iskm: You use Persian miniatures often in your collages - why?

EG: The choosing of miniatures is a clear reference to my Persian culture. Persian miniatures amuse me in so many ways. Particularly the way that it stops time and in its weird perspective tells you a story.

iskm: Can you explain the idea of contrasting an ancient form, such as miniatures, with the modern expression of a playboy image?

EG: I have had this thing with Persian miniature for quite a long time. I see miniatures as a strong way to tell a story on one small piece of paper, modern life fits in miniature quite well. Even with a Playboy picture.

iskm: Why playboy imagery specifically?

EG: Playboy is a manly company with manly products. In that context I had to offer all those men a present. So what’s better that a Playboy bunny as a gift?

iskm: Has playboy been present in Iran for some time, or only arrived recently? 

EG: Playboy never had been present in Iran as far as I know, but everyone accesses the internet and so you can see the images anytime you want.

iskm: Is any of the content you are searching for, playboy or otherwise,  ever blocked? Do you have trouble accessing images?

EG: About the internet, sometimes there is trouble with some websites but people know how to deal with them. And I guess besides that problem we can access any content.
iskm: Much of your artwork comments on the role and/or perception of the role of women and their sexuality. Can you speak to how and why you choose such symbols and engage in such conversation?

EG: What I was trying to tell was what everyone are whispering, but yet are afraid to talk about it. I guess some people still are shy about their sexual life and generally their personal life. But today we are far away from anything personal. All we want to do is to create a world that everyone else thinks we are living, even if we are not living that life. My conversations are based on daily real interactions that are funny but still very true.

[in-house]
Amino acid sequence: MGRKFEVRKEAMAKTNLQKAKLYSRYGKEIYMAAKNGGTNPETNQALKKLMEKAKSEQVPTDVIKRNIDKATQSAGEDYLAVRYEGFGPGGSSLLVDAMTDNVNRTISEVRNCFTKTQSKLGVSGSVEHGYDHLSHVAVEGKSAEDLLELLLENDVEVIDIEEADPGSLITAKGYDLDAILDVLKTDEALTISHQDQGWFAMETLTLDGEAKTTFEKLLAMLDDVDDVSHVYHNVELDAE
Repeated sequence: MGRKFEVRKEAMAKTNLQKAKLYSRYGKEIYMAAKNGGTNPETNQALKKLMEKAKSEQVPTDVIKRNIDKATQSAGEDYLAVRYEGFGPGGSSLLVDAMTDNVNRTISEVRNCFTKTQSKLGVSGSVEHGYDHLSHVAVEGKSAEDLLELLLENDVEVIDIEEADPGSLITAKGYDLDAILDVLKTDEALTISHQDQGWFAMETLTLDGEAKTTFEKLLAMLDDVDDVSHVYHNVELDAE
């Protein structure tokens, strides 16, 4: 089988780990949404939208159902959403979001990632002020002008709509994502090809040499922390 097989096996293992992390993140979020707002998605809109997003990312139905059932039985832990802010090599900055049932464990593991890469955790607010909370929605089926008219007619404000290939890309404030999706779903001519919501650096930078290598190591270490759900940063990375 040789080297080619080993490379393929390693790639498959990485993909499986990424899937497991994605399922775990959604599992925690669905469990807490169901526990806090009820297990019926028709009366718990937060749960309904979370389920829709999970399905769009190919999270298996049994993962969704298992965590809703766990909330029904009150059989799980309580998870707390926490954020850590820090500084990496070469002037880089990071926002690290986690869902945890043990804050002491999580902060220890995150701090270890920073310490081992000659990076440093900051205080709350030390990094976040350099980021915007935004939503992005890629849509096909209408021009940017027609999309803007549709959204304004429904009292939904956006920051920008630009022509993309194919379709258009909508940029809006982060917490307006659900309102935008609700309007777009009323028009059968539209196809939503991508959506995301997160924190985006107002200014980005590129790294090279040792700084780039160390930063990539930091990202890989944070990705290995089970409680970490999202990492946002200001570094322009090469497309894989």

"Hyper Sexual in Castle"
iskm: Do you think that Iran is still whispering about women’s rights? sexuality? fashion? porn? media? etc

EG: Of course it does just as other the rest of the world is. We access media and modern life styles quite the same as other countries (most of the people from other countries however think we don’t). Of course the picture that is present in media of Iran is different from what it is in so many ways.

iskm: Which artists would you most want to most see involved in ishotkatemoss?  

EG: There are so many. One of my favorite artists is Robert Rauschenberg. I started wondering about collage while looking at his work. He is one of the greatest artists of all time and the presentation of his feelings through art has influenced me a lot. I think that if Raucshenberg had wanted to collage with Kate Moss, he would create something as interesting as de Kooning’s Marilyn Monroe.

And while we can only dream of seeing a Rauschenberg kate, you can actually see more of Elham’s work and ongoing perspective of life in Iran at www.instagram/elhamgoodrz/.

And so whether you are in Tehran or New York, remember to ...

Observe. Slow Down. Shoot. Submit.